Why doesn´t she just leave?” I asked myself for the ninth time that evening while thinking about Francia, a dear friend of mine who was struggling in a domestic financial abusive relationship. This is one of the most addressed questions that non victim moms ask when domestic abuse is the topic. And there is a powerful reason beneath it.
When we ask “why”, it is because we cannot understand the motivation a mom has to keep in this so obviously harmful situation—at least obvious to us. Would it be that we ask from our judgmental self? Sometimes our why is hiding something like “she deserves it because she doesn´t want to leave”, which is a terrible and unfair approach.
The truth is that no one ever wants or deserves to be in an abusive relationship and any mom can be a victim of it since domestic financial abuse doesn´t discriminate. Anyone can fall into the hands of an abuser, and because they are very good at making you believe what they want, you may come to believe that your lifestyle—with zero or minimum control over the household money—is completely typical, when it is not.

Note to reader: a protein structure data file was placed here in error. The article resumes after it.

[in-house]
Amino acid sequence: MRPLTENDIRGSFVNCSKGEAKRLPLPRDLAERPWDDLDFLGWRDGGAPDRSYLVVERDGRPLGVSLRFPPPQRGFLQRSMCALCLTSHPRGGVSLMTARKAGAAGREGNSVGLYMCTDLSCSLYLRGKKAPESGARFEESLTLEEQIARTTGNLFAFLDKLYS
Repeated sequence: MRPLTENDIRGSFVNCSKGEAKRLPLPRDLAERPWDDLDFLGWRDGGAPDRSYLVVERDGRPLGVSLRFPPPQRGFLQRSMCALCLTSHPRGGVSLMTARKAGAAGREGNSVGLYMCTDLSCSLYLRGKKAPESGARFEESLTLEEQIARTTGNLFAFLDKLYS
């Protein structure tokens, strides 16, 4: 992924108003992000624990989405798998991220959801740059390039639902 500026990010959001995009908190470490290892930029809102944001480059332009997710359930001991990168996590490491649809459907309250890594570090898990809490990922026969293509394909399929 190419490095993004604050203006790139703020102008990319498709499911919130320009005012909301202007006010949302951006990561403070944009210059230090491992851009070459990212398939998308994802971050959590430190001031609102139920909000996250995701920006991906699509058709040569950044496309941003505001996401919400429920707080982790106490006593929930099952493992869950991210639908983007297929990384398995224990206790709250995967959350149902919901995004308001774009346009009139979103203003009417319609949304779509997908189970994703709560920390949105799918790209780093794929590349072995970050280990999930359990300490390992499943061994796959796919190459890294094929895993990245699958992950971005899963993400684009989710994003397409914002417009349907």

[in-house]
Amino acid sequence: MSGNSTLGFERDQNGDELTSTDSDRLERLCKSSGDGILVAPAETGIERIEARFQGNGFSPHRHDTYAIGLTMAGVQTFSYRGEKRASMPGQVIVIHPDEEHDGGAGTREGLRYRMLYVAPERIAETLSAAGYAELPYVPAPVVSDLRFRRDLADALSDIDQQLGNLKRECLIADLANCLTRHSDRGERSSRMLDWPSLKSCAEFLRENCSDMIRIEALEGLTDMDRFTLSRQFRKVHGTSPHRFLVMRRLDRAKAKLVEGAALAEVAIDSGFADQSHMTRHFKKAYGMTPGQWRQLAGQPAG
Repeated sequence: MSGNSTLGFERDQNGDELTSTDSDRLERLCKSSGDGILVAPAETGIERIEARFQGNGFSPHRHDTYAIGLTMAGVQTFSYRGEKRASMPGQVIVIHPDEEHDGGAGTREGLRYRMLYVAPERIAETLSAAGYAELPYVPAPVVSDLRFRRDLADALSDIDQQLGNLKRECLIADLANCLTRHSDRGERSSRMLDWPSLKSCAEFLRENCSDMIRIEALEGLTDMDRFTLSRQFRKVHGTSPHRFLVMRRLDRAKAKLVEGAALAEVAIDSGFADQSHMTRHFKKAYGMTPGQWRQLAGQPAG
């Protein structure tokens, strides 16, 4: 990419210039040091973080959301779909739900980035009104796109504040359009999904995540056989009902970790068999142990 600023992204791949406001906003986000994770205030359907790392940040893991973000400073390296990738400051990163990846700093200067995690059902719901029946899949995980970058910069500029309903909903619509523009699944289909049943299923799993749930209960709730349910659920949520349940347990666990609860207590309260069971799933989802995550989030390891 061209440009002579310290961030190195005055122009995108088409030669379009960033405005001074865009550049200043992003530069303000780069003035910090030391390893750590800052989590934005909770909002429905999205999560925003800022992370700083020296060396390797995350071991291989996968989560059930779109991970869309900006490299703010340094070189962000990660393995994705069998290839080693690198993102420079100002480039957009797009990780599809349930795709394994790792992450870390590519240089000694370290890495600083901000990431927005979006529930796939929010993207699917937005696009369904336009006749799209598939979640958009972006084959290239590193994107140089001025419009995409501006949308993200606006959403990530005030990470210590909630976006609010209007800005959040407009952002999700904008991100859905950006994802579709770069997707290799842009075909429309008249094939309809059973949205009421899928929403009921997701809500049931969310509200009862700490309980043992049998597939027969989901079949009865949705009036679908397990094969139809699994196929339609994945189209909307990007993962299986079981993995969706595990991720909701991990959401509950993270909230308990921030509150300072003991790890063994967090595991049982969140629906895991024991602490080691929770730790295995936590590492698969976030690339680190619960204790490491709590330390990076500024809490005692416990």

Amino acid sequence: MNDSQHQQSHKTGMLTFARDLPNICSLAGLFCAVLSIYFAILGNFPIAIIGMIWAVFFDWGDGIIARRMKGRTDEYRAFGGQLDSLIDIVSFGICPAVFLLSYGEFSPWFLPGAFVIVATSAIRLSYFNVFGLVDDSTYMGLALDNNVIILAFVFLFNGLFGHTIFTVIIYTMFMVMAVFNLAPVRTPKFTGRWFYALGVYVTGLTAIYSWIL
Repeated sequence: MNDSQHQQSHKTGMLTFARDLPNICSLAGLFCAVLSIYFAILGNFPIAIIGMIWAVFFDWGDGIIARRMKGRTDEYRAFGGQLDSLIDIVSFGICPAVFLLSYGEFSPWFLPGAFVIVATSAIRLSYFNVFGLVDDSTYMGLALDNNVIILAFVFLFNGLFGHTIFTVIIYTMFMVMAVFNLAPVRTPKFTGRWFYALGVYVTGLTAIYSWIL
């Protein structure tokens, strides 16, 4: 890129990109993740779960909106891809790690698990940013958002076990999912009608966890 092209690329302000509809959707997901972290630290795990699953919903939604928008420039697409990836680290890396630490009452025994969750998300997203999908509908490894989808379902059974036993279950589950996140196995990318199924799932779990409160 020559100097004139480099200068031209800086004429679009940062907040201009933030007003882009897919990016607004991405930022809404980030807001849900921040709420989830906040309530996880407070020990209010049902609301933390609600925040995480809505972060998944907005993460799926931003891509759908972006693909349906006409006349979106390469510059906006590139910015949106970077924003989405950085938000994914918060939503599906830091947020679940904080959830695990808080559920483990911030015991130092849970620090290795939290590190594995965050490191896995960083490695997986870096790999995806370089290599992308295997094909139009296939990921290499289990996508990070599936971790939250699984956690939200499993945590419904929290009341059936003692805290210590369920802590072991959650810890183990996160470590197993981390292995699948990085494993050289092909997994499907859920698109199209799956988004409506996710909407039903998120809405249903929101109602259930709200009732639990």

The reasons why the victim doesn´t leave are diverse. They often include weak and depressed psychological and emotional state of the victim—mainly caused by her abuser; and the lack of financial self-sufficiency.
Without money and resources to make a living, feeling insecure about their ability to support themselves and their children it is even much difficult to attempt to leave their abuser. However, there are a many actionable steps every victim mom can take in order to break free from domestic financial abuse.
I am sharing the top 7 steps you may want to tell any victim of domestic financial abuse, the next time you are guessing why doesn´t she just leave?, in order to equip her for taking that huge step into freedom.
7 Actionable steps to break free from domestic financial abuse
Recognize there is a problem. The first step that lead to any kind of honest and lasting changes in our life is recognizing a change is needed. You need to know the signs for domestic financial abuse in order to recognize if you are a victim. Realizing that you´re being victim of some type of abuse is difficult and you´ll need to understand and accept that you cannot break free from this without help. And there is where the change really begin to take place.